Today, in New Brunswick, I have a colleague at the ministerial round table on right whales. That is what I really hope to be the beginnings of a collective stakeholder engagement on how we figure things out and make sure we have right whales into the future. Those kinds of processes, and collective thinking and action are going to be incredibly important as we move toward coastal marine protection.
    Thank you for the opportunity. I am happy to take questions.


    Thank you, Ms. Fuller.
     Mr. Lewis-Manning, you have up to 10 minutes, please.
     Good morning, Mr. Chair and members of the committee.
    Thanks again for the return invitation.
    Of course, my comments will be from the perspective of marine transportation and trade, both internationally and domestically in Canada, and how that interacts within both the world of marine protected areas and, potentially, this legislation.
    My organization represents the interests of shipowners, agents, and service providers responsible for approximately 60% of Canadian international trade by ship. It can also include some coastal domestic trade within Canadian waters. This includes everything from people in ferries and cruise ships to much larger bulk ships and container ships exporting grain to places like Asia. Our members' vessels can include the largest of vessels, but also some smaller vessels like tugs and barges, and there is an incredible amount of diversity in that fleet.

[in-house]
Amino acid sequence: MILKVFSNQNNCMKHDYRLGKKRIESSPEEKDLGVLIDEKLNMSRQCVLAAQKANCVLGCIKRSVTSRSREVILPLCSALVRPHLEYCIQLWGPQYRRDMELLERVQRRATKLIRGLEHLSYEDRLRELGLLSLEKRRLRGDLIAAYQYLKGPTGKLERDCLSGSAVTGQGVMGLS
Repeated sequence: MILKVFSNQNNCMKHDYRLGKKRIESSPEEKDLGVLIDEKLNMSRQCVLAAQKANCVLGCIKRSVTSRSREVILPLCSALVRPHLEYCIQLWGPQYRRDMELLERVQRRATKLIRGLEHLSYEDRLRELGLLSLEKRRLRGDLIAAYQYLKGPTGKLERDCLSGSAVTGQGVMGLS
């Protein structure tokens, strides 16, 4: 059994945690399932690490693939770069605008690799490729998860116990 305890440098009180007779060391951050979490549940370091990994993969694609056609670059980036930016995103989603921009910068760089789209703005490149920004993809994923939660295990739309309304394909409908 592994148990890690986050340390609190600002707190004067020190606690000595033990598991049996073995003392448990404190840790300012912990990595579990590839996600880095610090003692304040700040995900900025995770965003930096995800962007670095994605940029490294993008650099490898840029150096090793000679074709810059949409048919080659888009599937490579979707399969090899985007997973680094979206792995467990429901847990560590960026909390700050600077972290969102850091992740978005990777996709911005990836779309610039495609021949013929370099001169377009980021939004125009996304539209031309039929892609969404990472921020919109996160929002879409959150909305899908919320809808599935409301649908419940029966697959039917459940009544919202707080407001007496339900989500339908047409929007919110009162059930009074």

Needless to say, marine transportation and its many spinoff benefits affect everybody's life in Canada. I've been involved with marine conservation initiatives on all three coasts and the Great Lakes for many years. Just like Susanna, I'm also supporting the national species at risk advisory committee and advising the Government of Canada.
    As one would assume, our sector is very involved in and supportive of Canada's efforts to protect our pristine coasts in a variety of ways, including through the Oceans Act, but also through legislation and programming that is coordinated by Transport Canada, Environment and Climate Change Canada, and Parks Canada. The oceans protection plan is a positive step in coordinating this effort amongst the three key federal departments and with external stakeholders. We are pleased that Canada is on a progressive path to reaching the Aichi target of protecting 10% of coastal waters by 2020. This is no small accomplishment, and I applaud the efforts of the departmental teams in Fisheries and Oceans and the Canadian Coast Guard and in Environment and Climate Change Canada. It's taken a lot to get to the interim protection levels, and it will continue to be a lot of work to get to the 10%.
    In fact, it's clear to see how Bill C-55 will support achieving these targets. Nonetheless, the proposed legislation must be considered in the context of coastal protection beyond 2020 and the 2020 targets, and how to best implement coastal protection and management. In doing so, some critical elements emerge.